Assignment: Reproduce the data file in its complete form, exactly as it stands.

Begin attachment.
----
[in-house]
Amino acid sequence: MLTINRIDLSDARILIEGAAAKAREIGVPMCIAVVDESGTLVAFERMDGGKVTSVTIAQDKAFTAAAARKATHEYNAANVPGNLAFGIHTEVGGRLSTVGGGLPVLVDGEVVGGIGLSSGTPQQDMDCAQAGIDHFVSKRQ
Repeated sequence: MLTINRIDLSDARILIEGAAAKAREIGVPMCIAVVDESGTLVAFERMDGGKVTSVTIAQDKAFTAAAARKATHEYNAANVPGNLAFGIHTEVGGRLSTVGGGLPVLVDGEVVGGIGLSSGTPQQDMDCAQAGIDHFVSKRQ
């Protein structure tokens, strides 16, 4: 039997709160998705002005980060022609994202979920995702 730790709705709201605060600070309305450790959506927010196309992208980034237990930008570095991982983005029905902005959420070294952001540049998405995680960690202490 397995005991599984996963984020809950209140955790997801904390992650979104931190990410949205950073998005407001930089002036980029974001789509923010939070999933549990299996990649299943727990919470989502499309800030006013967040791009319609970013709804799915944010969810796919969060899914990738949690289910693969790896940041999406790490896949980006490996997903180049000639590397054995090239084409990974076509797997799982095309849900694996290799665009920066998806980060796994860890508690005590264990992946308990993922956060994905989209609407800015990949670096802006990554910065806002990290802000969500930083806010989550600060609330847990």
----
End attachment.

[in-house]
Amino acid sequence: MLTINRIDLSDARILIEGAAAKAREIGVPMCIAVVDESGTLVAFERMDGGKVTSVTIAQDKAFTAAAARKATHEYNAANVPGNLAFGIHTEVGGRLSTVGGGLPVLVDGEVVGGIGLSSGTPQQDMDCAQAGIDHFVSKRQ
Repeated sequence: MLTINRIDLSDARILIEGAAAKAREIGVPMCIAVVDESGTLVAFERMDGGKVTSVTIAQDKAFTAAAARKATHEYNAANVPGNLAFGIHTEVGGRLSTVGGGLPVLVDGEVVGGIGLSSGTPQQDMDCAQAGIDHFVSKRQ
């Protein structure tokens, strides 16, 4: 039997709160998705002005980060022609994202979920995702 730790709705709201605060600070309305450790959506927010196309992208980034237990930008570095991982983005029905902005959420070294952001540049998405995680960690202490 397995005991599984996963984020809950209140955790997801904390992650979104931190990410949205950073998005407001930089002036980029974001789509923010939070999933549990299996990649299943727990919470989502499309800030006013967040791009319609970013709804799915944010969810796919969060899914990738949690289910693969790896940041999406790490896949980006490996997903180049000639590397054995090239084409990974076509797997799982095309849900694996290799665009920066998806980060796994860890508690005590264990992946308990993922956060994905989209609407800015990949670096802006990554910065806002990290802000969500930083806010989550600060609330847990």